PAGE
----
US Senator Elizabeth Warren (D-MA)’s latest legislative proposal — with several co-sponsors from both sides of the partisan aisle — would require the Federal Deposit Insurance Corporation to “claw back” compensation paid to bank executives in the three years preceding failure (or FDIC bailout) of the banks they work for.
At the same time, Warren calls it “shameful” to “claw back relief from public servants” — by which she means going back to expecting government employees to pay off their student loans, as part of the brewing “debt ceiling deal” versus president Joe Biden’s pre-election waving of a magic wand that makes debts disappear (apparently the wand doesn’t work on bank failures).
One thing that immediately stands out about Warren’s conflicting views of Ye Auld Government Claw is that the money she wants the FDIC to take from executives of failed banks wasn’t the FDIC’s in the first place. It belonged to the banks, and was paid to those executives pursuant to work done on contract or agreement. There is no “back” involved here. It’s just wage theft of exactly the same kind she’d feign outrage over if the victims were janitors and the thieves weren’t government agents.
While on the other foot — er, claw — we have people who borrowed money, agreed to pay back the money, spent the money, got what they spent the money on … but Warren finds the idea of the money being “clawed back” in the form of perfectly normal repayment of loans “shameful,” and tries to find a third claw to stick the expression on.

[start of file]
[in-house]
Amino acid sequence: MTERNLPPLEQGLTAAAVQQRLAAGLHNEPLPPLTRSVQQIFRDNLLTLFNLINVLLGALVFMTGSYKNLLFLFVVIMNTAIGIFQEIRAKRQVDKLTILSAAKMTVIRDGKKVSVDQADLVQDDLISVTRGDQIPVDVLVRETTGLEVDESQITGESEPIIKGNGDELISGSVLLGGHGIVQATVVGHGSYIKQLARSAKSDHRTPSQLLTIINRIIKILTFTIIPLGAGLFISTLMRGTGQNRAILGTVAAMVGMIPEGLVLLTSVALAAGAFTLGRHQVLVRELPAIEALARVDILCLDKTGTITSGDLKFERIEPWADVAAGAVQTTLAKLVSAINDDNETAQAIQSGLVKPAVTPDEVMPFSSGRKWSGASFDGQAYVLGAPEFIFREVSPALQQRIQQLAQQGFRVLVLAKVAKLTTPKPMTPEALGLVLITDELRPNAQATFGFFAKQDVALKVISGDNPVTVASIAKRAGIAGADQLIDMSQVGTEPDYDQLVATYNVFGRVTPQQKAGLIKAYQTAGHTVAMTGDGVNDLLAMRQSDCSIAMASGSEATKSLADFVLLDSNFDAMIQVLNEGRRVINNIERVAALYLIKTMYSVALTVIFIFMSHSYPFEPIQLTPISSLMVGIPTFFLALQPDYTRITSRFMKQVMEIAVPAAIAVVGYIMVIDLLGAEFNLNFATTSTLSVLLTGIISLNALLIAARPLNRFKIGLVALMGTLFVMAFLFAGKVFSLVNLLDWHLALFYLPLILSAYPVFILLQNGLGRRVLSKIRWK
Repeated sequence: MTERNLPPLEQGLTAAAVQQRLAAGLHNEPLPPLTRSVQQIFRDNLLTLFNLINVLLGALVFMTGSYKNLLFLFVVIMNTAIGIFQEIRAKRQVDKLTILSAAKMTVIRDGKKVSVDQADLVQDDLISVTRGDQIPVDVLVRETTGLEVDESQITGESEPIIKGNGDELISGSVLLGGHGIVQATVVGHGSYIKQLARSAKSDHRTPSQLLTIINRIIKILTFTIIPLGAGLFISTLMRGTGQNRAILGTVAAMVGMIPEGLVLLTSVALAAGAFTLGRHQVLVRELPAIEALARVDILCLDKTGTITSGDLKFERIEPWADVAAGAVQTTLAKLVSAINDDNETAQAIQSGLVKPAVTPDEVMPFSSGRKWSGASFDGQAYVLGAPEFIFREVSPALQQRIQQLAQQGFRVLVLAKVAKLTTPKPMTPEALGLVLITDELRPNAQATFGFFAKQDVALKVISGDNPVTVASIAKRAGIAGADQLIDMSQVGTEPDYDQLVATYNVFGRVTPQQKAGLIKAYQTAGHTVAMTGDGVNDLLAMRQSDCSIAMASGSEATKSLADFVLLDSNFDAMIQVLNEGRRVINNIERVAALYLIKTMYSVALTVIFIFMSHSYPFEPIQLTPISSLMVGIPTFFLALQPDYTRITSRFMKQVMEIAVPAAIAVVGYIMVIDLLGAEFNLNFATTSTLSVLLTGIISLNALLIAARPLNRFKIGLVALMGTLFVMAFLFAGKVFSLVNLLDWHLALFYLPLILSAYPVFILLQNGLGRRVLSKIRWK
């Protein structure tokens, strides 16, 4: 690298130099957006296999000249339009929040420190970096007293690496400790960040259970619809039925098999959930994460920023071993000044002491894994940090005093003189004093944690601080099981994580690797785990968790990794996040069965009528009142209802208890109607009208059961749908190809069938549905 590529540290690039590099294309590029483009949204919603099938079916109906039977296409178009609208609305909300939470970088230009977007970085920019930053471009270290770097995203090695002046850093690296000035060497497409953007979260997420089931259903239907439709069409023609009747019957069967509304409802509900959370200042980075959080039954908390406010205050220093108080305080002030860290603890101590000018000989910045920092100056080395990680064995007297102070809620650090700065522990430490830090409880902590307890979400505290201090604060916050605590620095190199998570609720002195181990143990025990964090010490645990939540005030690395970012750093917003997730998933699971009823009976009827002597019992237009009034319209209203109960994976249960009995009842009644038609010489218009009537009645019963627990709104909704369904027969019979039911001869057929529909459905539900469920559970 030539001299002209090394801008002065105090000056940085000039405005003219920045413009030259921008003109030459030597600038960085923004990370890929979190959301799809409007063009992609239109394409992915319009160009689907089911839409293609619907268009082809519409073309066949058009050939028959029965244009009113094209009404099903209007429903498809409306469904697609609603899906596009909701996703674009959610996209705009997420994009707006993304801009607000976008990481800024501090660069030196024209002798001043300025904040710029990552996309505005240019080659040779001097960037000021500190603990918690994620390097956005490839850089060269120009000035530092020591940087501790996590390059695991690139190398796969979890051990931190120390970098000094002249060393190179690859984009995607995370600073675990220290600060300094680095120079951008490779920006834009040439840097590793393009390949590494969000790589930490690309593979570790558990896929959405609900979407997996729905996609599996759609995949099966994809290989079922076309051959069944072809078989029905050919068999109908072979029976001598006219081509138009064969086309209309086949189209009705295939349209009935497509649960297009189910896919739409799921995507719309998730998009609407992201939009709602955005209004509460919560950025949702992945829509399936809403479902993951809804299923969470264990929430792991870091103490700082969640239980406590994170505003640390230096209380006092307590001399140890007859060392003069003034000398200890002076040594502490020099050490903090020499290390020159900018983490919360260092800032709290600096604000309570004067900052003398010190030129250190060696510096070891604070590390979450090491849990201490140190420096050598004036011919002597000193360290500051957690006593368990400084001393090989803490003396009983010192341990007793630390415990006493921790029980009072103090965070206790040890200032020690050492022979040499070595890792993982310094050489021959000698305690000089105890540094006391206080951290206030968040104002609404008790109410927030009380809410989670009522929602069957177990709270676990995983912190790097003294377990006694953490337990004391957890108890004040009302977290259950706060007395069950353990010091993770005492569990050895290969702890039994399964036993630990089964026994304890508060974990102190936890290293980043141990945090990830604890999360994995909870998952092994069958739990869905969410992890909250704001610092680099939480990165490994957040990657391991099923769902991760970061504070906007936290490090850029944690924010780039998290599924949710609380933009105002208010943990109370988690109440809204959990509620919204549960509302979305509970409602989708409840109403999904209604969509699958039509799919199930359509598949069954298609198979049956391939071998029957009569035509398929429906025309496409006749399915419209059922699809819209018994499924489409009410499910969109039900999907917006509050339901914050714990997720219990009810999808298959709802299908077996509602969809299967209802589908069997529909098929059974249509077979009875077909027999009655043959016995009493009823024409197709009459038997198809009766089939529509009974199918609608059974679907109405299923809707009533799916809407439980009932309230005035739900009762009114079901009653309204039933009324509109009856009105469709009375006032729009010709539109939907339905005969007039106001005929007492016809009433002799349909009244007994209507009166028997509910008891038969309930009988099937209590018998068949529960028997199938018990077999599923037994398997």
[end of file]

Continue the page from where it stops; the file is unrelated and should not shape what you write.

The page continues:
That “claw back” expression seems to be Warren’s word version of a Swiss Army [TM] knife. Sometimes it’s positive, sometimes it’s negative, and coming from Warren it seems to mostly just be used to make falsehoods sound true.
Instead of trying to retroactively steal bank employees’ wages for poor decisions (she’d be broke if such a policy applied to her), Warren should be working to reverse the government’s poor decision to have the FDIC pay money it didn’t owe to depositors who held balances well in excess of the amounts insured at e.g. Silicon Valley Bank.
And instead of keeping student loan debtors on the “will there be relief or not?” merry-go-round, she should push harder to just make student loan debt subject to the same bankruptcy conditions as other debt.
But I guess sound ideas like that don’t meet the Senate’s fireworks/theatrics thresholds.
Thomas L. Knapp (Twitter:@thomaslknapp) is director and senior news analyst at the William Lloyd Garrison Center for Libertarian Advocacy Journalism (thegarrisoncenter.org). He lives and works in north central Florida.